**Click the link to add information to this solution:**

I was wondering what thickness of material the 'book' design can handle on the z-axis?**Do you have the data sheets for the motors so that I can use the dimensions in my model?**You can find the datasheets to our motors be going to the the stepping motor category page https://www.buildyourcnc.com/category/nema and selecting the motor. This will bring you to the product page for the motor and all of the motor information will be found there.

**Click the link to add information to this solution:**

Do you have the data sheets for the motors so that I can use the dimensions in my model?**I have my motors wired like the wiring diagram I have two motors on Y axis how do I wire the second motor**To move two stepper motors simultaneously with the same signal, simply wire the two stepper motor drivers to the same interface board signal terminals (CP and CW).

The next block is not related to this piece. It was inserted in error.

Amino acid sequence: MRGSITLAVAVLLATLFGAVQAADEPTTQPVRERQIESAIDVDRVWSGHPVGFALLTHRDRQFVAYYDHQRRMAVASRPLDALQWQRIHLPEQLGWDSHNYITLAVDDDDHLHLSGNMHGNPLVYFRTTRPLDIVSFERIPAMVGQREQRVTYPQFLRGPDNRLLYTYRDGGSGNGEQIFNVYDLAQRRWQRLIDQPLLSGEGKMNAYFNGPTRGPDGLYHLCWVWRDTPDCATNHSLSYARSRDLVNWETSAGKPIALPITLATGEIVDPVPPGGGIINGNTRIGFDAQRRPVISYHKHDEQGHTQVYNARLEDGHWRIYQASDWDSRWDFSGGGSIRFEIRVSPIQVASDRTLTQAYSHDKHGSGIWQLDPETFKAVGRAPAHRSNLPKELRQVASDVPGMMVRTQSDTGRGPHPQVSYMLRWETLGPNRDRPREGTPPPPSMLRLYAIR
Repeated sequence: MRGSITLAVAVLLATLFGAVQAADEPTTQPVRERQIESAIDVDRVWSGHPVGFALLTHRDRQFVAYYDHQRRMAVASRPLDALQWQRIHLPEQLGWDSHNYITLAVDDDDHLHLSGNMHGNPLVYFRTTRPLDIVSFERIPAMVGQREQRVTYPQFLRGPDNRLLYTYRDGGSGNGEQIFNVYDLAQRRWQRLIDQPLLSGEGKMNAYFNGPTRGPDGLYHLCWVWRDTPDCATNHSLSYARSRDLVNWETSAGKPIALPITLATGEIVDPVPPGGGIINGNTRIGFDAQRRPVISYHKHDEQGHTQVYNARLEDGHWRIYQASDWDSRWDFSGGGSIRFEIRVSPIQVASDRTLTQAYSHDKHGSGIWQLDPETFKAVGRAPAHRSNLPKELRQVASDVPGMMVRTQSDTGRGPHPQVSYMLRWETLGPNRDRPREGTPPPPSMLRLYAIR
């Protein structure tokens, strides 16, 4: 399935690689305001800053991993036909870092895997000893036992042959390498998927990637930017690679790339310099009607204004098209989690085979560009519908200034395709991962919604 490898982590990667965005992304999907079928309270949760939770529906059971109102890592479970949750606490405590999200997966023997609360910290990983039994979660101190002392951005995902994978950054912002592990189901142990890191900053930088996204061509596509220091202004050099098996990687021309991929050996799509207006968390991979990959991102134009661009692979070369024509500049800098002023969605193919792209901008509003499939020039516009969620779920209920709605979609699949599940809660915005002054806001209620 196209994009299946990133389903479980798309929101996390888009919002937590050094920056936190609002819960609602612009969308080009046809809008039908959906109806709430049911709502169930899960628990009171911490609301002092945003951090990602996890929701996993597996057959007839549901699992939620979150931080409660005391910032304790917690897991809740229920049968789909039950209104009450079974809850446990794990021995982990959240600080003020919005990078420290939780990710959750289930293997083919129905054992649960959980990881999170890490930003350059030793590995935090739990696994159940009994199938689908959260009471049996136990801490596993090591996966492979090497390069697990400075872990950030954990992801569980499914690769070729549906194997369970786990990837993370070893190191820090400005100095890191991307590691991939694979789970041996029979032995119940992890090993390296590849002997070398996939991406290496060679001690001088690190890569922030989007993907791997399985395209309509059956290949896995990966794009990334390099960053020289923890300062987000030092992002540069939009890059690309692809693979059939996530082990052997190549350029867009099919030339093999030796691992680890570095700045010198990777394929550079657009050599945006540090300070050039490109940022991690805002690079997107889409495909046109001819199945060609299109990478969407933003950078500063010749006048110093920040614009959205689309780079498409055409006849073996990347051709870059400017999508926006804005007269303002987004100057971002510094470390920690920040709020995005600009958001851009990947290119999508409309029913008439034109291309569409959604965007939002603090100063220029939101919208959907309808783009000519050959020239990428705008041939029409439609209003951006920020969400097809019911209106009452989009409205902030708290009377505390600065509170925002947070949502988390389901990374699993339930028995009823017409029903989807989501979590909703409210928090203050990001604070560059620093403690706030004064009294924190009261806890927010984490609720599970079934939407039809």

Additional Information:

using a ardino uno controller and a cnc sheild on top of that how to wirer 2 motors to 1 axis its the x axis ?**Click the link to add information to this solution:**

I have my motors wired like the wiring diagram I have two motors on Y axis how do I wire the second motor